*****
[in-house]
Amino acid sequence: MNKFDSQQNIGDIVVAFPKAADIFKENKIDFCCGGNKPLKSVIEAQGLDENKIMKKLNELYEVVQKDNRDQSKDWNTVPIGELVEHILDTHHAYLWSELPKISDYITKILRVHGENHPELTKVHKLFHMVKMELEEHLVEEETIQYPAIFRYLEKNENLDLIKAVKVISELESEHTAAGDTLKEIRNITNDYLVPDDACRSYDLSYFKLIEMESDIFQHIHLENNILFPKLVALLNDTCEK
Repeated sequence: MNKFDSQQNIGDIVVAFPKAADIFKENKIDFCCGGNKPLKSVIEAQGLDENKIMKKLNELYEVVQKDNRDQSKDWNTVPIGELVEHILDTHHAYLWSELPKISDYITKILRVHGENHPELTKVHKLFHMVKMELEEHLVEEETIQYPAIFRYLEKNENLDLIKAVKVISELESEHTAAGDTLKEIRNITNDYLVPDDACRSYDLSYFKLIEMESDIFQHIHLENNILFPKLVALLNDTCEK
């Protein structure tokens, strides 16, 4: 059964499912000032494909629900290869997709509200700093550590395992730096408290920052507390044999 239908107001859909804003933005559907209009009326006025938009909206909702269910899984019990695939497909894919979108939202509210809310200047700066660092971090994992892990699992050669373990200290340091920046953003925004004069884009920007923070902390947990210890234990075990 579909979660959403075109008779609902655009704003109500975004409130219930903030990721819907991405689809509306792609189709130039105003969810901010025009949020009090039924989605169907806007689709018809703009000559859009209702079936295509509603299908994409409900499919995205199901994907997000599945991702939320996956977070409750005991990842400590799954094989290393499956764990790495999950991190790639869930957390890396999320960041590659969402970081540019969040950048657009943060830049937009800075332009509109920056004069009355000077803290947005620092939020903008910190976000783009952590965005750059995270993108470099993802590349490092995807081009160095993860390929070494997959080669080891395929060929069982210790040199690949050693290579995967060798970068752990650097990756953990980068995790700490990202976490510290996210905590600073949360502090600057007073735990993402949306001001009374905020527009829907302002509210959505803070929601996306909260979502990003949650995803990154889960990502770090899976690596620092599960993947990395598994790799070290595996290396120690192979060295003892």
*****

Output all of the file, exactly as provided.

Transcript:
[in-house]
Amino acid sequence: MNKFDSQQNIGDIVVAFPKAADIFKENKIDFCCGGNKPLKSVIEAQGLDENKIMKKLNELYEVVQKDNRDQSKDWNTVPIGELVEHILDTHHAYLWSELPKISDYITKILRVHGENHPELTKVHKLFHMVKMELEEHLVEEETIQYPAIFRYLEKNENLDLIKAVKVISELESEHTAAGDTLKEIRNITNDYLVPDDACRSYDLSYFKLIEMESDIFQHIHLENNILFPKLVALLNDTCEK
Repeated sequence: MNKFDSQQNIGDIVVAFPKAADIFKENKIDFCCGGNKPLKSVIEAQGLDENKIMKKLNELYEVVQKDNRDQSKDWNTVPIGELVEHILDTHHAYLWSELPKISDYITKILRVHGENHPELTKVHKLFHMVKMELEEHLVEEETIQYPAIFRYLEKNENLDLIKAVKVISELESEHTAAGDTLKEIRNITNDYLVPDDACRSYDLSYFKLIEMESDIFQHIHLENNILFPKLVALLNDTCEK
């Protein structure tokens, strides 16, 4: 059964499912000032494909629900290869997709509200700093550590395992730096408290920052507390044999 239908107001859909804003933005559907209009009326006025938009909206909702269910899984019990695939497909894919979108939202509210809310200047700066660092971090994992892990699992050669373990200290340091920046953003925004004069884009920007923070902390947990210890234990075990 579909979660959403075109008779609902655009704003109500975004409130219930903030990721819907991405689809509306792609189709130039105003969810901010025009949020009090039924989605169907806007689709018809703009000559859009209702079936295509509603299908994409409900499919995205199901994907997000599945991702939320996956977070409750005991990842400590799954094989290393499956764990790495999950991190790639869930957390890396999320960041590659969402970081540019969040950048657009943060830049937009800075332009509109920056004069009355000077803290947005620092939020903008910190976000783009952590965005750059995270993108470099993802590349490092995807081009160095993860390929070494997959080669080891395929060929069982210790040199690949050693290579995967060798970068752990650097990756953990980068995790700490990202976490510290996210905590600073949360502090600057007073735990993402949306001001009374905020527009829907302002509210959505803070929601996306909260979502990003949650995803990154889960990502770090899976690596620092599960993947990395598994790799070290595996290396120690192979060295003892």